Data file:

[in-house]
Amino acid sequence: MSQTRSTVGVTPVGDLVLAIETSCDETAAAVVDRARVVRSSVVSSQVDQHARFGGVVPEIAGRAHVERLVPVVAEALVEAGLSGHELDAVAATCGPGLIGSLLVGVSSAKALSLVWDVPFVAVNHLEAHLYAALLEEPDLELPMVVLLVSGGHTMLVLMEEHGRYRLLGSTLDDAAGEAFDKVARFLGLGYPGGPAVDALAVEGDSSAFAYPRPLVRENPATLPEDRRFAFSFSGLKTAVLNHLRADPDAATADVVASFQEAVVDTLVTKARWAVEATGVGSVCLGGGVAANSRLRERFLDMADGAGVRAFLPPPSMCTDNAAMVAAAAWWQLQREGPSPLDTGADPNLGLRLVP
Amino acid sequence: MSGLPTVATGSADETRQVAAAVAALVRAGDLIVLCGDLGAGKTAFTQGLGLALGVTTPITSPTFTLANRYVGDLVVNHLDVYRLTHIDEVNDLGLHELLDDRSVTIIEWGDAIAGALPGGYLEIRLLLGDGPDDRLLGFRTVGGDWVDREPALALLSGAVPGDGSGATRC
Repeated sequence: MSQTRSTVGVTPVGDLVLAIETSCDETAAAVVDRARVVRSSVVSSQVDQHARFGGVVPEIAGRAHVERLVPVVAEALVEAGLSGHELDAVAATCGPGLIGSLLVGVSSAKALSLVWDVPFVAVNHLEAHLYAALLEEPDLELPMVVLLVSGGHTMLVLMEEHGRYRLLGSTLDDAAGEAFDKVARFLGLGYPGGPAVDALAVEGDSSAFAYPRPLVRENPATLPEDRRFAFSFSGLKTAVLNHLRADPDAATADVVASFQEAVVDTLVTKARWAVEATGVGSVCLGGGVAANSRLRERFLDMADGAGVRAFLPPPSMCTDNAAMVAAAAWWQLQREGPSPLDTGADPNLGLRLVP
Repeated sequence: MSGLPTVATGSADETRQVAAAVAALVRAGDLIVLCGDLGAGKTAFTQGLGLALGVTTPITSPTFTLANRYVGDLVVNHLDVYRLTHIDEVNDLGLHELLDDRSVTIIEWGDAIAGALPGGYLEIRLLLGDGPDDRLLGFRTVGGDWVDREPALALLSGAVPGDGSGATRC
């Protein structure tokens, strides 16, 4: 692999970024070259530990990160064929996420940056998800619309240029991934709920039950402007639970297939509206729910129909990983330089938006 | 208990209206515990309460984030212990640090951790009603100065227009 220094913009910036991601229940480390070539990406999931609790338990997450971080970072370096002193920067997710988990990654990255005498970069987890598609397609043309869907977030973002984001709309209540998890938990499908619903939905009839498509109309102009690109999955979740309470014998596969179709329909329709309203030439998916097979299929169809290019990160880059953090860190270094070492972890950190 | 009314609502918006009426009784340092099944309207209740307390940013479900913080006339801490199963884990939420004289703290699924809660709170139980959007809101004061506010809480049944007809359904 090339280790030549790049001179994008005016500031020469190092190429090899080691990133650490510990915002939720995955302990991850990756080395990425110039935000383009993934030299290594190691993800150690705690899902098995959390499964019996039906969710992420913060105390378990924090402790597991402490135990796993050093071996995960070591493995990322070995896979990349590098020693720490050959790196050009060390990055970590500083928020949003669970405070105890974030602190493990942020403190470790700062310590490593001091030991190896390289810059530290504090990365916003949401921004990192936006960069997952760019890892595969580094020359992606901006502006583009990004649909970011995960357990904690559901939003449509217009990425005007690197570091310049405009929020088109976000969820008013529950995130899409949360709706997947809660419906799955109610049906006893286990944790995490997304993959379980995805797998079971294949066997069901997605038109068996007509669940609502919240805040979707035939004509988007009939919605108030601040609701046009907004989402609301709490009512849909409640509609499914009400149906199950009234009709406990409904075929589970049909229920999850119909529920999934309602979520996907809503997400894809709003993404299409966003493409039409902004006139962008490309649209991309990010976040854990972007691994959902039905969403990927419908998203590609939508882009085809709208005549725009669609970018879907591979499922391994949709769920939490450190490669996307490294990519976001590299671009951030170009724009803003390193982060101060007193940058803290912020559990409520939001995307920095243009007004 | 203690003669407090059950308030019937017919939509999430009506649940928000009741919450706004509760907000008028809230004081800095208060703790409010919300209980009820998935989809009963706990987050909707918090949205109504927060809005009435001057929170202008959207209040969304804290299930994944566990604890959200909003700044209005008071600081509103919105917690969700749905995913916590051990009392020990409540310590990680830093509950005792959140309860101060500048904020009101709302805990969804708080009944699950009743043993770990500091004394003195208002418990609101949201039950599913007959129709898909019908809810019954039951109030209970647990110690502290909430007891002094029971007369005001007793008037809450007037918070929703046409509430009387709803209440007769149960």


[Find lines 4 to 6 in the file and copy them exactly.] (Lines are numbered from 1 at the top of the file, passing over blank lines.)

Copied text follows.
Repeated sequence: MSQTRSTVGVTPVGDLVLAIETSCDETAAAVVDRARVVRSSVVSSQVDQHARFGGVVPEIAGRAHVERLVPVVAEALVEAGLSGHELDAVAATCGPGLIGSLLVGVSSAKALSLVWDVPFVAVNHLEAHLYAALLEEPDLELPMVVLLVSGGHTMLVLMEEHGRYRLLGSTLDDAAGEAFDKVARFLGLGYPGGPAVDALAVEGDSSAFAYPRPLVRENPATLPEDRRFAFSFSGLKTAVLNHLRADPDAATADVVASFQEAVVDTLVTKARWAVEATGVGSVCLGGGVAANSRLRERFLDMADGAGVRAFLPPPSMCTDNAAMVAAAAWWQLQREGPSPLDTGADPNLGLRLVP
Repeated sequence: MSGLPTVATGSADETRQVAAAVAALVRAGDLIVLCGDLGAGKTAFTQGLGLALGVTTPITSPTFTLANRYVGDLVVNHLDVYRLTHIDEVNDLGLHELLDDRSVTIIEWGDAIAGALPGGYLEIRLLLGDGPDDRLLGFRTVGGDWVDREPALALLSGAVPGDGSGATRC
């Protein structure tokens, strides 16, 4: 692999970024070259530990990160064929996420940056998800619309240029991934709920039950402007639970297939509206729910129909990983330089938006 | 208990209206515990309460984030212990640090951790009603100065227009 220094913009910036991601229940480390070539990406999931609790338990997450971080970072370096002193920067997710988990990654990255005498970069987890598609397609043309869907977030973002984001709309209540998890938990499908619903939905009839498509109309102009690109999955979740309470014998596969179709329909329709309203030439998916097979299929169809290019990160880059953090860190270094070492972890950190 | 009314609502918006009426009784340092099944309207209740307390940013479900913080006339801490199963884990939420004289703290699924809660709170139980959007809101004061506010809480049944007809359904 090339280790030549790049001179994008005016500031020469190092190429090899080691990133650490510990915002939720995955302990991850990756080395990425110039935000383009993934030299290594190691993800150690705690899902098995959390499964019996039906969710992420913060105390378990924090402790597991402490135990796993050093071996995960070591493995990322070995896979990349590098020693720490050959790196050009060390990055970590500083928020949003669970405070105890974030602190493990942020403190470790700062310590490593001091030991190896390289810059530290504090990365916003949401921004990192936006960069997952760019890892595969580094020359992606901006502006583009990004649909970011995960357990904690559901939003449509217009990425005007690197570091310049405009929020088109976000969820008013529950995130899409949360709706997947809660419906799955109610049906006893286990944790995490997304993959379980995805797998079971294949066997069901997605038109068996007509669940609502919240805040979707035939004509988007009939919605108030601040609701046009907004989402609301709490009512849909409640509609499914009400149906199950009234009709406990409904075929589970049909229920999850119909529920999934309602979520996907809503997400894809709003993404299409966003493409039409902004006139962008490309649209991309990010976040854990972007691994959902039905969403990927419908998203590609939508882009085809709208005549725009669609970018879907591979499922391994949709769920939490450190490669996307490294990519976001590299671009951030170009724009803003390193982060101060007193940058803290912020559990409520939001995307920095243009007004 | 203690003669407090059950308030019937017919939509999430009506649940928000009741919450706004509760907000008028809230004081800095208060703790409010919300209980009820998935989809009963706990987050909707918090949205109504927060809005009435001057929170202008959207209040969304804290299930994944566990604890959200909003700044209005008071600081509103919105917690969700749905995913916590051990009392020990409540310590990680830093509950005792959140309860101060500048904020009101709302805990969804708080009944699950009743043993770990500091004394003195208002418990609101949201039950599913007959129709898909019908809810019954039951109030209970647990110690502290909430007891002094029971007369005001007793008037809450007037918070929703046409509430009387709803209440007769149960």